About the finances, I think that we need more banks; we need more specialized banks, like export-import banks. Now there are some financial services, but they’re not up to the level to support import-export services. Most countries have export-import banks. In Saudi Arabia there is a development fund, which promotes exports, but it’s not a commercial bank.

Would you say human capital is improving in the country with all the investment?

I’ve been in the private sector for more than 20 years, I’ve seen a number of Saudis entering the work place, and I see that the private sector is also maturing. In the banks, and the banks’ insurance, the majority of workers are Saudis. So we’re getting there.

Saudi Chemical plays a really strong role in training people, not just developing your own staff but developing the skills of your clients and the community as well. How important is it to invest in training?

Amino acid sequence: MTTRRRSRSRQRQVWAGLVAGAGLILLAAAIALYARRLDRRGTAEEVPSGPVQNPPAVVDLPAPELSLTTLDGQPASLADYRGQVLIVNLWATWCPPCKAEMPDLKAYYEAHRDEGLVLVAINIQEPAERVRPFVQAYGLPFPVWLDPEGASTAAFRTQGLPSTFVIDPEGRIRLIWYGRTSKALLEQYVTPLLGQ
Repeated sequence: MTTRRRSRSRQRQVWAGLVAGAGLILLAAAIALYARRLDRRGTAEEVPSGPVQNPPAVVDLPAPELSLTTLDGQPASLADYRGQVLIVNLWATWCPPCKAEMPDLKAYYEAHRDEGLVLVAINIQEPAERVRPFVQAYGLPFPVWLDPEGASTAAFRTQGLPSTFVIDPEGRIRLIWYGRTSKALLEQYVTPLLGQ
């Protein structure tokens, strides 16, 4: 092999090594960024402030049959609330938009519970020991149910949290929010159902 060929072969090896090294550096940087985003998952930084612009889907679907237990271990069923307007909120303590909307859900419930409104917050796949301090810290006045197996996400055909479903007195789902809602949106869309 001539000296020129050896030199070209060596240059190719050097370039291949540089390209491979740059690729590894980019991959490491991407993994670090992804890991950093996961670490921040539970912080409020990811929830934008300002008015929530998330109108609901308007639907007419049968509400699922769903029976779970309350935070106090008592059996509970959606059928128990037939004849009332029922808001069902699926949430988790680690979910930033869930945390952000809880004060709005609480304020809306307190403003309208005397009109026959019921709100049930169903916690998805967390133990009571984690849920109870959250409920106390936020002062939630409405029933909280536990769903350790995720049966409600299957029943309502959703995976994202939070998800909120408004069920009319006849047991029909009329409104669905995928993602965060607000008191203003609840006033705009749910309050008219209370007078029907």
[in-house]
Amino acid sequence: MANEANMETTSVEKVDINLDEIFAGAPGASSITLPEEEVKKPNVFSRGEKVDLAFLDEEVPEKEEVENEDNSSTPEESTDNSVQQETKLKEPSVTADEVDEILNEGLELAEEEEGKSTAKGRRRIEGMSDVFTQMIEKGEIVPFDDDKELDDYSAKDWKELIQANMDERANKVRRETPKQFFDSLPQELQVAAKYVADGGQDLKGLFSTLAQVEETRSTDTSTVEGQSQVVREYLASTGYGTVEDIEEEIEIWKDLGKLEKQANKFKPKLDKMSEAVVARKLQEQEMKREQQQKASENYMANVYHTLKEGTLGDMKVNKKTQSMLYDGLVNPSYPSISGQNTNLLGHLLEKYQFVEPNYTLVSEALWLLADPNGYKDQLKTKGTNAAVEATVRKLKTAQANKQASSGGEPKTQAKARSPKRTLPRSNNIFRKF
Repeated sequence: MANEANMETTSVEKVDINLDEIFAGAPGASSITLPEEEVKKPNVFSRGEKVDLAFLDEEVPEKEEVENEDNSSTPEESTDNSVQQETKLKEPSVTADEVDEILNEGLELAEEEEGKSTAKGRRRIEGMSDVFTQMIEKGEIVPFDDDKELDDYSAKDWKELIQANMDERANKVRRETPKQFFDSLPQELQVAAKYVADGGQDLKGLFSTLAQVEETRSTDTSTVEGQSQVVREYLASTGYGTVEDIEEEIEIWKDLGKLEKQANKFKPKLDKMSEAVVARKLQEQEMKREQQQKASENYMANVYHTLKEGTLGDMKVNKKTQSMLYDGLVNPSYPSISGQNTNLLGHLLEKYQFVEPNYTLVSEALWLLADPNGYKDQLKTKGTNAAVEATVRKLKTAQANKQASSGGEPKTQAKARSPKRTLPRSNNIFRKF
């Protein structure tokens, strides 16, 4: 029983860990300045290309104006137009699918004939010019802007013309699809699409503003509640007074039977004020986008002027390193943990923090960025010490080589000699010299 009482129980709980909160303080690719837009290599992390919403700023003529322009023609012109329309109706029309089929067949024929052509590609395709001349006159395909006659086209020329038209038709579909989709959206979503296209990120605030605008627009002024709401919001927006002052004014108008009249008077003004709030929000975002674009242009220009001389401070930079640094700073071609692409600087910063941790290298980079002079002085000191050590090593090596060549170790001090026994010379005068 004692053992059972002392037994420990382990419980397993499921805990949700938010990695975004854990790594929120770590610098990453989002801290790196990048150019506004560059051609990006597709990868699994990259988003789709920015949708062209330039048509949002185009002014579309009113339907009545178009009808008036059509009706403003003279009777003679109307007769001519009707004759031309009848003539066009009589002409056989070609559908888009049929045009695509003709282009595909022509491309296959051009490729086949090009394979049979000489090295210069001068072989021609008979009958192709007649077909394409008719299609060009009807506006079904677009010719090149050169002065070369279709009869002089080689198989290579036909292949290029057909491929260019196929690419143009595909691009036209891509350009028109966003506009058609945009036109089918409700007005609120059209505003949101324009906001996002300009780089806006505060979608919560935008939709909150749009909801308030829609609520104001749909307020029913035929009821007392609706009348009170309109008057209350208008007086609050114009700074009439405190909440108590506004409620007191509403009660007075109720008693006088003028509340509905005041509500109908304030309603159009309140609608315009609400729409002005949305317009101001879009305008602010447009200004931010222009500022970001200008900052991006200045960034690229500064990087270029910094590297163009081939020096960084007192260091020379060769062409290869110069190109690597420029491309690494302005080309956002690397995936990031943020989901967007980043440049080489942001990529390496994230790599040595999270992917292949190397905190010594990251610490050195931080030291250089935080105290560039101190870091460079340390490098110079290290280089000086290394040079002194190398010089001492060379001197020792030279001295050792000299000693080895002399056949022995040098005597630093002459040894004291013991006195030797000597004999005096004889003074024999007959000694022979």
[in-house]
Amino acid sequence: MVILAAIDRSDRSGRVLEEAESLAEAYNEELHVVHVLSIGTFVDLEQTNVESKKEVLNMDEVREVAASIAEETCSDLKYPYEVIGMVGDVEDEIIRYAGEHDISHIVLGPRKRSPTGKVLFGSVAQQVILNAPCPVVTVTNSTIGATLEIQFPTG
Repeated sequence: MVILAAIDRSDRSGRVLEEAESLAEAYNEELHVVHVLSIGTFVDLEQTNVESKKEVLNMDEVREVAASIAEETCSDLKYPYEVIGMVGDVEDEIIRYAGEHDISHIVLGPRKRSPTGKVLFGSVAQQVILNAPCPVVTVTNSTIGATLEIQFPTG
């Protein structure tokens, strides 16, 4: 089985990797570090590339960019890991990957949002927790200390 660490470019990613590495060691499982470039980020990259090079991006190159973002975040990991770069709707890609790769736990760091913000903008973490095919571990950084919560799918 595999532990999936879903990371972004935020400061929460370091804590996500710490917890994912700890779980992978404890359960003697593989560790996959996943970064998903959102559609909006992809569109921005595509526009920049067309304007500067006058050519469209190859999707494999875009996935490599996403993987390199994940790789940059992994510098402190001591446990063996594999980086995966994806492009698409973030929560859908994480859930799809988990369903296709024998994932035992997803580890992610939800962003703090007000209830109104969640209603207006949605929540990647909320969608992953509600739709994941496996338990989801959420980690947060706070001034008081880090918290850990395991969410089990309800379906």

For any company to achieve efficiency, first it needs to be well defined and transparent in terms of processes and organizational structure. Everybody must understand that the quality of work has to be improved.

In Saudi Chemical we are implementing ISO for safety and for the quality of our products. In our administration and operations we are implementing Lean Six Sigma to develop Standard Operating Procedures (SOPs). With Lean Six Sigma the staff are trained to develop the SOPs themselves, and then they adapt it to their day-to-day work. In this way, everybody feels secure in their work, we create organizations with quality and a happy environment for the employees to enjoy working and feel loyal to the company.

Training is an investment; it enhances the performance of the staff, and gives the company a competitive edge in the global economy.

You mentioned that in Hail you have 70% Saudis working at your plant, which is way above the market average. How has “Saudization” as a policy affected the company, and how did you adapt to it?

Where there is a will, there is a way. In the explosive factories we have also 60% Saudis, who are away from their towns, because each factory is at least one hour away from each town. We have good staff.